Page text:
Coaches Spotlight: Marty Galbraith, Tennessee TitansNFLHS.COM - Coaches Spotlight: Marty Galbraith, Tennessee Titans
...Marty Galbraith, Tennessee Titans
...Marty Galbraith came to the Tennessee Titans as assistant special teams coach last year with an extensive background that includes stops on the college and pro levels.
But it's his
experiences in the high school ranks that Galbraith
says set the path for a successful coaching career.Galbraith
has had various stops on the pro level, including with the Arizona Cardinals as tight ends coach in 2003 and as offensive line coach for the Kansas City Chiefs
in 1985, with the USFL's Tampa Bay Bandits in 1983 and 1984, and the Arizona Outlaws in 1986.Galbraith
, who is also helping the Titans'
offensive staff, came to Tennessee after coaching as offensive coordinator in 2004 at Duke University
.Galbraith started coaching as a grad assistant at Northwest Missouri State in 1972.
After a three-year high school stint in Joplin, Mo., his
coached collegiately at Purdue
, Wake Forest, Louisiana State, Pittsburgh, Georgia Tech, Marshall and North Carolina State
has coached teams in eight college bowl games.He was the offensive line coach at N.C. State in 2000 and was offensive coordinator 2001 and 2002 for the Wolfpack, who set several offensive records in those seasons.
Marshall was 25-1 and Mid-American Conference champions in Galbraith's
two seasons there.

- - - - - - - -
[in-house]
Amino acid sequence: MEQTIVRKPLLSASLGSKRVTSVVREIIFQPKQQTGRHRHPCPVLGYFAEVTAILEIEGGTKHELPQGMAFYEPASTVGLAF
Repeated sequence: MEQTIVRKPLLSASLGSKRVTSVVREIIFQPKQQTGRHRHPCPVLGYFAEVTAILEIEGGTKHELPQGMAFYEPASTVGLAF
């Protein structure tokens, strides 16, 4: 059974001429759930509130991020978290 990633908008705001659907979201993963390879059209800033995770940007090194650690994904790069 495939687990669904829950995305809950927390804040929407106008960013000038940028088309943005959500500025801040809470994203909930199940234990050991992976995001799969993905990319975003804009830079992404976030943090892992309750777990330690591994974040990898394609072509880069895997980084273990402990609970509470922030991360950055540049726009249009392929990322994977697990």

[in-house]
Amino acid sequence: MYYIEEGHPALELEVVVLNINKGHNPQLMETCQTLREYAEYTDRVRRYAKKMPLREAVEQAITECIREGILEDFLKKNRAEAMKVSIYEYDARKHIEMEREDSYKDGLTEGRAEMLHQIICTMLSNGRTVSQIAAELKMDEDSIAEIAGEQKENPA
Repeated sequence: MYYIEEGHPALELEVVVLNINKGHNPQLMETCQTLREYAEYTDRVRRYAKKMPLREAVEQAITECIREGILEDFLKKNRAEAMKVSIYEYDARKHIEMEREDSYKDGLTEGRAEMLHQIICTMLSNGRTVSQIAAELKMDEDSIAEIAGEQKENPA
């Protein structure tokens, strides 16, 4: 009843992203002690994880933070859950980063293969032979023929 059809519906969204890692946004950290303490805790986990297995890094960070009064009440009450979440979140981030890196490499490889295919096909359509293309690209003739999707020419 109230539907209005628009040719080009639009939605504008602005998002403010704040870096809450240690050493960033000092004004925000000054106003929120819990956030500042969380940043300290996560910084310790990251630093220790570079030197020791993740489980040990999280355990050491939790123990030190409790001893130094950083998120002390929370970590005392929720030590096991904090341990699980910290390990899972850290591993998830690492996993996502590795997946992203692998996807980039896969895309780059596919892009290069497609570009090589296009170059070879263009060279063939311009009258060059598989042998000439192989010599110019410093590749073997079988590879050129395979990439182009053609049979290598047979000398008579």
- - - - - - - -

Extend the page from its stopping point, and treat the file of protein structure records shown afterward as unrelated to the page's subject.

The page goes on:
"A lot of guys do grad assistant's coaching first and that's what I did," he
said."Then I coached at Joplin (Mo.) three years."
It was a school of 1,200 students.Galbraith was the team's offensive line coach.
"There were four classifications for schools at that time," he
said."We were in a league that was all 4A, with schools that had higher enrollments.In our third year, we won a state championship."Galbraith
was a busy man at the Missouri school.
"I coached three sports," he
said."I also coached basketball and golf.No one wanted to coach golf.But then I found out you got to play a round of golf every day."Galbraith
eventually got the chance to coach collegiately.But when he
was at Georgia Tech
in 1993 and the coaching staff was dismissed, he
decided to stick around while his
son finished high school in Georgia.
"I coached at his
high school one year and then got a head coaching job in Marietta," Galbraith
offers some valuable advice to high school coaches who may harbor thoughts of eventually moving up to the collegiate and pro levels.
"Coaches need to try to get as much knowledge as they can from going to clinics and pro camps," Galbraith